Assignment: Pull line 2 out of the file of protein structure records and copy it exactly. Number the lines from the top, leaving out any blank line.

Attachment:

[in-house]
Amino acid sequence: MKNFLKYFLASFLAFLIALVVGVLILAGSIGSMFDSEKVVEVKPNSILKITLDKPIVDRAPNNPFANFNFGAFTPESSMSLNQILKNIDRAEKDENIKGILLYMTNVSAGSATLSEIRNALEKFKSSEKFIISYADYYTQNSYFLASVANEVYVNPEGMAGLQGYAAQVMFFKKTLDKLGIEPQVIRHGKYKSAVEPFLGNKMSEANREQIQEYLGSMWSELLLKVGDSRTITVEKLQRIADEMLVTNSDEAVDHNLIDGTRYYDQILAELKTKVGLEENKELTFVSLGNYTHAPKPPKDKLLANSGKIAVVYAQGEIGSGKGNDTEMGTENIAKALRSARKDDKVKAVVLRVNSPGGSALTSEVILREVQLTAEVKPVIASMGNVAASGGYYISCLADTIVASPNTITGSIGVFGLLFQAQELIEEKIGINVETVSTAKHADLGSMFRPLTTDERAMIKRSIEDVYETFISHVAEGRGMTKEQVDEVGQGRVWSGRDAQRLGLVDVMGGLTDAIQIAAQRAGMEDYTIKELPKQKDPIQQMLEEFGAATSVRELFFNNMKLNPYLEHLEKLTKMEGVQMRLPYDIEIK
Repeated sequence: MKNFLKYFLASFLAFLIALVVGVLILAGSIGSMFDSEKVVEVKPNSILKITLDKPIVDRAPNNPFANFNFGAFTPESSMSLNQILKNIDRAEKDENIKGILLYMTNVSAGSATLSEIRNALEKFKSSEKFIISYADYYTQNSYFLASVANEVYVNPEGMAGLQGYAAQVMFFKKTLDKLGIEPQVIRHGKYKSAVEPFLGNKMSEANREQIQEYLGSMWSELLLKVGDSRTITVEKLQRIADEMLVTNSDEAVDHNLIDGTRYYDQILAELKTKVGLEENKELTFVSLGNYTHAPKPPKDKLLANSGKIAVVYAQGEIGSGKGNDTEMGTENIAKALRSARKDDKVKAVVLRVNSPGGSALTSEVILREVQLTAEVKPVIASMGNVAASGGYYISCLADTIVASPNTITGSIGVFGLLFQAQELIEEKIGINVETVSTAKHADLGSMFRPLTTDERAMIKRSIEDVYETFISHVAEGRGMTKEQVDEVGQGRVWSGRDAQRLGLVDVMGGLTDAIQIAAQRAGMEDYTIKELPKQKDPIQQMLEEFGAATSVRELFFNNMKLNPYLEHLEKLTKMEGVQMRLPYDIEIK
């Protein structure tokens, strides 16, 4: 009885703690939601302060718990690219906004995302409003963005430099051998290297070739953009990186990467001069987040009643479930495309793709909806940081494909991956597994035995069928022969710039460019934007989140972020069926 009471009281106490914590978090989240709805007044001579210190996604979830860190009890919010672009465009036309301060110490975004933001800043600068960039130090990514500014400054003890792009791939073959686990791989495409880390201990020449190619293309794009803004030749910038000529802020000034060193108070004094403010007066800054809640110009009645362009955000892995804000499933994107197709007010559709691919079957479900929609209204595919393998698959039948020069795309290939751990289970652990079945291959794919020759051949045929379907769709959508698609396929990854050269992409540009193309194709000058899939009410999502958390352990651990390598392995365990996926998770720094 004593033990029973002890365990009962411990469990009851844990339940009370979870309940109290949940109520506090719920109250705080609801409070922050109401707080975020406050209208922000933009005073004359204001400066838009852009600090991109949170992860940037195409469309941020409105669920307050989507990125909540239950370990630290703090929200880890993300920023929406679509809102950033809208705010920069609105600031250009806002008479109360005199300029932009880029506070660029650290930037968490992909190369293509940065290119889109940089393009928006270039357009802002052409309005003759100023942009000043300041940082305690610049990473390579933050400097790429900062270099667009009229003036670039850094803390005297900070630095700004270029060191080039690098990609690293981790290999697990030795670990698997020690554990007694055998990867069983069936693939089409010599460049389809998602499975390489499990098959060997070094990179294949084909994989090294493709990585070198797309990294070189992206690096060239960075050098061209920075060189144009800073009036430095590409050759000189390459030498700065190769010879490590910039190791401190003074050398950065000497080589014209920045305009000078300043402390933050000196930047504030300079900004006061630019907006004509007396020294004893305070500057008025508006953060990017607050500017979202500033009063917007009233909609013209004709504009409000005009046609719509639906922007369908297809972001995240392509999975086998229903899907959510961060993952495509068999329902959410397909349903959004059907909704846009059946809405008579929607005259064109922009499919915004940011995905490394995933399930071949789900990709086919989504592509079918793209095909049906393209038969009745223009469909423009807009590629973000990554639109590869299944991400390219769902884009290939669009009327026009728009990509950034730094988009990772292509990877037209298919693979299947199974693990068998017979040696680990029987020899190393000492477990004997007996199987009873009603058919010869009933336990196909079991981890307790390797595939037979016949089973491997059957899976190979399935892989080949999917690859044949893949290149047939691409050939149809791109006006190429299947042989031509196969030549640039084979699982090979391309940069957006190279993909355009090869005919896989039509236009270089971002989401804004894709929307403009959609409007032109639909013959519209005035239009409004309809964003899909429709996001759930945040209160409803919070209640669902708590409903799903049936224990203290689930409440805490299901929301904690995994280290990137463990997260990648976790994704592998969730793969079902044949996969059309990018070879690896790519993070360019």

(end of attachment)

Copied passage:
Amino acid sequence: MKNFLKYFLASFLAFLIALVVGVLILAGSIGSMFDSEKVVEVKPNSILKITLDKPIVDRAPNNPFANFNFGAFTPESSMSLNQILKNIDRAEKDENIKGILLYMTNVSAGSATLSEIRNALEKFKSSEKFIISYADYYTQNSYFLASVANEVYVNPEGMAGLQGYAAQVMFFKKTLDKLGIEPQVIRHGKYKSAVEPFLGNKMSEANREQIQEYLGSMWSELLLKVGDSRTITVEKLQRIADEMLVTNSDEAVDHNLIDGTRYYDQILAELKTKVGLEENKELTFVSLGNYTHAPKPPKDKLLANSGKIAVVYAQGEIGSGKGNDTEMGTENIAKALRSARKDDKVKAVVLRVNSPGGSALTSEVILREVQLTAEVKPVIASMGNVAASGGYYISCLADTIVASPNTITGSIGVFGLLFQAQELIEEKIGINVETVSTAKHADLGSMFRPLTTDERAMIKRSIEDVYETFISHVAEGRGMTKEQVDEVGQGRVWSGRDAQRLGLVDVMGGLTDAIQIAAQRAGMEDYTIKELPKQKDPIQQMLEEFGAATSVRELFFNNMKLNPYLEHLEKLTKMEGVQMRLPYDIEIK